Let’s face it, when it comes to online marketing and improving search results, there’s one Holy Grail for businesses and marketers: Ranking #1 on a Google Search. Achieving that first organic result is what everyone hopes and dreams and works for. It’s the pinnacle of success, particularly for the SEO consultant. And there’s little doubt that higher and higher search results are better for a website and business.
But is ranking first on Google all that matters?
Well, we should probably know better. When it was suggested back in May by Google that we would not see any more updates to pageRank this year, and that the metric would likely be phased out completely, we should have known better. We should have realized that either the metric would be kept, or it would be replaced with something even better.
Everyone has heard of the search engine Google. And most everyone (besides Microsoft Bing employees) uses it regularly.
Since their start just 15 years ago, the California-based company has expanded their list of services. It now offers most everything – books, maps, glasses, smart TV, an operating system, tablet – just to name a handful. If you have the money or the Internet service, you can access almost all of their services.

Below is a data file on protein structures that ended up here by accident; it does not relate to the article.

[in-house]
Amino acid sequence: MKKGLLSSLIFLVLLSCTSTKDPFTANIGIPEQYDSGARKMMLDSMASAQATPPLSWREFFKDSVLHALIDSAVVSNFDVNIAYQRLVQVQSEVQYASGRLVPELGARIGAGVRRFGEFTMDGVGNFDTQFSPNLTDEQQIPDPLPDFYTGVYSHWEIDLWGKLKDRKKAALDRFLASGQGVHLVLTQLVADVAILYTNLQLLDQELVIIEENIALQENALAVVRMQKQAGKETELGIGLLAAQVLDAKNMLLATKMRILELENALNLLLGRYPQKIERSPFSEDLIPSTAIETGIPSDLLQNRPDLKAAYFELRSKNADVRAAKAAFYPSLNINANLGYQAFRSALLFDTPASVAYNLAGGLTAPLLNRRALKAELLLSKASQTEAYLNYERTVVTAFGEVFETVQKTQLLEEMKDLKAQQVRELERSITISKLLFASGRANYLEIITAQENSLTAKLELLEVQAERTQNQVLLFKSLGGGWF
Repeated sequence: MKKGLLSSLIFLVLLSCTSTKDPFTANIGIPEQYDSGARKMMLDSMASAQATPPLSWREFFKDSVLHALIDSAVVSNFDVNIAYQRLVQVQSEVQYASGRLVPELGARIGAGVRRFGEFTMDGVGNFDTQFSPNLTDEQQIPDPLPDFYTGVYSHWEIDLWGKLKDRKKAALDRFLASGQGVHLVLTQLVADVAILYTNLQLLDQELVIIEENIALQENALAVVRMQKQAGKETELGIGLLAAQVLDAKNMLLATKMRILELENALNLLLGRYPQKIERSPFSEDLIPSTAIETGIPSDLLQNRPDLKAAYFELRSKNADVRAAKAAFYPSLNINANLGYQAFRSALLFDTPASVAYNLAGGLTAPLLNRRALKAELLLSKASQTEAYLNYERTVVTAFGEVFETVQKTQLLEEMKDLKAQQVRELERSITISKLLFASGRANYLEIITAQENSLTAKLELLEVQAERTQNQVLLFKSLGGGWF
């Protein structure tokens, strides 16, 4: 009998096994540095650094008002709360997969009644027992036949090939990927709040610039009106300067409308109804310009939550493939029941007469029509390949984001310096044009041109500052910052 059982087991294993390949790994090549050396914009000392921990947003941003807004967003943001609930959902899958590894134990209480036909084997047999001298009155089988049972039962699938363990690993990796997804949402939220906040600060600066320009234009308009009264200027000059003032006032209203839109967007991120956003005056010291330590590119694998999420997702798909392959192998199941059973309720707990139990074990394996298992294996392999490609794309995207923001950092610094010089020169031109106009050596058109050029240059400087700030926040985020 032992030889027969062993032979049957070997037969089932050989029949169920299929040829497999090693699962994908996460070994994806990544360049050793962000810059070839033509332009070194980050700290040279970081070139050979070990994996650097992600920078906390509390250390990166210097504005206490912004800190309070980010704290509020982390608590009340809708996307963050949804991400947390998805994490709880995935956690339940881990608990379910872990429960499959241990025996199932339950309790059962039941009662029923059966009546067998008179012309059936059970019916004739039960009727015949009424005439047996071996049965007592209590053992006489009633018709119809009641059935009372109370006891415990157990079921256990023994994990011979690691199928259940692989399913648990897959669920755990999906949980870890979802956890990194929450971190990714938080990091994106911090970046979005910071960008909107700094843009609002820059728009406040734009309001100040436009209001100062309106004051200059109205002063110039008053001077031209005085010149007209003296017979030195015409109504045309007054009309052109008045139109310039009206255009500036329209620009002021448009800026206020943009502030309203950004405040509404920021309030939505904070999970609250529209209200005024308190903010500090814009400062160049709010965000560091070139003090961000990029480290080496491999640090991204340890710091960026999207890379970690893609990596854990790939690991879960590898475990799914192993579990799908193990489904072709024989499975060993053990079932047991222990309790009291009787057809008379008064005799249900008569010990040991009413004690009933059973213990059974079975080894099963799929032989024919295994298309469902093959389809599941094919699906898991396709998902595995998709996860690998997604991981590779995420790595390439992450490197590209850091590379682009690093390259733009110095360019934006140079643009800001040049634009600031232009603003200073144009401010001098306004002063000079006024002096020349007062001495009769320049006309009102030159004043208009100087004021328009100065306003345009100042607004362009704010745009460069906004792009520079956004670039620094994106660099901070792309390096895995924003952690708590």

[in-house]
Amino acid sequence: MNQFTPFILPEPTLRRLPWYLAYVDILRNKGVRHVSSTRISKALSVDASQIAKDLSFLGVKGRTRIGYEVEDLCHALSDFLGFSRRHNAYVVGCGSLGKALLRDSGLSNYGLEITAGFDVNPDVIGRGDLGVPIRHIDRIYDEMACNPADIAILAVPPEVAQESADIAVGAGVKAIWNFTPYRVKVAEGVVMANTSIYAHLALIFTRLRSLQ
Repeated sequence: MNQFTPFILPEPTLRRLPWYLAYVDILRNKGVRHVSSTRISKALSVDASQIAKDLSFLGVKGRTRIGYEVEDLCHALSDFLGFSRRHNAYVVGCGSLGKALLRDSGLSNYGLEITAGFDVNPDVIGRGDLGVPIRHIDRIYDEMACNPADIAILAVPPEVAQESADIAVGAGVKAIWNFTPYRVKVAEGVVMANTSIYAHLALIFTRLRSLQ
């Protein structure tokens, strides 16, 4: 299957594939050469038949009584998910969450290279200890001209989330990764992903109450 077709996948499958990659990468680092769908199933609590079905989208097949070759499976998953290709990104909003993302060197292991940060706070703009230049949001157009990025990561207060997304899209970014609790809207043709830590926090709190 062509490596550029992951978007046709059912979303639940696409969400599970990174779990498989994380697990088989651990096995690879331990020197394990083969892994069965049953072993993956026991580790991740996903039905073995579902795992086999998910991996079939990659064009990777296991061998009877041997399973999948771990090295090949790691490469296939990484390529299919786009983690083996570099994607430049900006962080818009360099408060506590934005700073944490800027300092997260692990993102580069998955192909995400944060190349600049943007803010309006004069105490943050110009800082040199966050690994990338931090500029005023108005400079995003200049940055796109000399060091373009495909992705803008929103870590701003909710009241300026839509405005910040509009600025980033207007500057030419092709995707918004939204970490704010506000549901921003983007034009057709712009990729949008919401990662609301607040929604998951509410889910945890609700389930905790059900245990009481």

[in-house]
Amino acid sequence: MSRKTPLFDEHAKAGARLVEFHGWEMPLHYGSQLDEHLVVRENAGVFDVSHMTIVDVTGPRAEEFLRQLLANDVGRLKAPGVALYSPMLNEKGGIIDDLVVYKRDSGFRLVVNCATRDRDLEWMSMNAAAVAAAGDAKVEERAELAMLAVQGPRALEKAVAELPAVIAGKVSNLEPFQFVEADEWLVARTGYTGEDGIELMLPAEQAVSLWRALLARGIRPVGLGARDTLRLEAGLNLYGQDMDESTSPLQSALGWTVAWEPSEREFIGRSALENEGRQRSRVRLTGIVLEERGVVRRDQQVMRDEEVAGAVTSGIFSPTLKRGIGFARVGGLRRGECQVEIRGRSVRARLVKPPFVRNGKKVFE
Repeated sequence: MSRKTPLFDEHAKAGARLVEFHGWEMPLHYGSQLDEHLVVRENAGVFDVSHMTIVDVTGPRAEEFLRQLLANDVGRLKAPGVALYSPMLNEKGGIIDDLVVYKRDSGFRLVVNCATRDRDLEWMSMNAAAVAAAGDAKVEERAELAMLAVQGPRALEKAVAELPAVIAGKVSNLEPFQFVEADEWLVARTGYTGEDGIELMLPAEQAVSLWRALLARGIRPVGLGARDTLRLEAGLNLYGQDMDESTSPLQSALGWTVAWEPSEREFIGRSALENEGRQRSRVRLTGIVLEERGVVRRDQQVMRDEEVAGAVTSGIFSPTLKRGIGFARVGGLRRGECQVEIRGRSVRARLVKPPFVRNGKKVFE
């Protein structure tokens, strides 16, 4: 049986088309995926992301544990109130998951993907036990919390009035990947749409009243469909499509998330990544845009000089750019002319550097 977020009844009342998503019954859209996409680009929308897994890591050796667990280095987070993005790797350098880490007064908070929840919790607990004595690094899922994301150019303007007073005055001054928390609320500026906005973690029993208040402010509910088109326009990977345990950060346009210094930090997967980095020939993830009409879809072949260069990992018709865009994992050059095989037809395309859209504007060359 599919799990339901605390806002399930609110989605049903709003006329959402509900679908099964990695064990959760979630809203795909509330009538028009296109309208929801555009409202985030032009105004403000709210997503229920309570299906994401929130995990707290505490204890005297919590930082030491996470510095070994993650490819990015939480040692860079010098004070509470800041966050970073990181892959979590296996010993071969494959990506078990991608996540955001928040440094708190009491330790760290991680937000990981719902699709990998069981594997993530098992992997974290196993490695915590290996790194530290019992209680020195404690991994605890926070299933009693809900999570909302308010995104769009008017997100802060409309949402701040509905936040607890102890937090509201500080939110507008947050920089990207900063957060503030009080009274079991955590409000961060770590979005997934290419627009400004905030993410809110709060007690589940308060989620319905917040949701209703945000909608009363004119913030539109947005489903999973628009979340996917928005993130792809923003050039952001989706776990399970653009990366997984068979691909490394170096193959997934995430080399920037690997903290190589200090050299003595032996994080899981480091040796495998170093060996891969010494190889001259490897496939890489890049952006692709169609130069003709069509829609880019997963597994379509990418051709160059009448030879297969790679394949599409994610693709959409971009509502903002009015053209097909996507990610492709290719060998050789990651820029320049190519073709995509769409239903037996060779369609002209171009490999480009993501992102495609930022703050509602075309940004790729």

Anonymity has always been a staple of the internet. But Google would like to change that. In October it was announced that in order to use Google+, Google’s social media platform, you have to use your own real name. Not a pseudonym (though this policy may change). This has been a point of contention with Google users for over 2 years.
But then Google said this month that you need to use your Google+ account (the one with your real name attached) to comment on YouTube comments. Essentially, your name will be attached to every comment you make.
Gmail continues to get better. Today's update brings some very interesting improvements to attachments, as well as how Gmail handles links to both Google+ and Google Drive. We'll review the details of the update and enhancements, and we'll also touch on why businesses should consider Gmail for their email client.
Google announced today a new product that rivals Apple TV, Roku and others. Chromecast is a device that connects your computer with your HD TV, allowing you to stream content, much like these other devices.
Like AirPlay, you will be able to click a button to send whatever you're viewing to your TV. The Chromecast device, which costs just $35, plugs into your TV's HDMI port and connects your TV to your WiFi.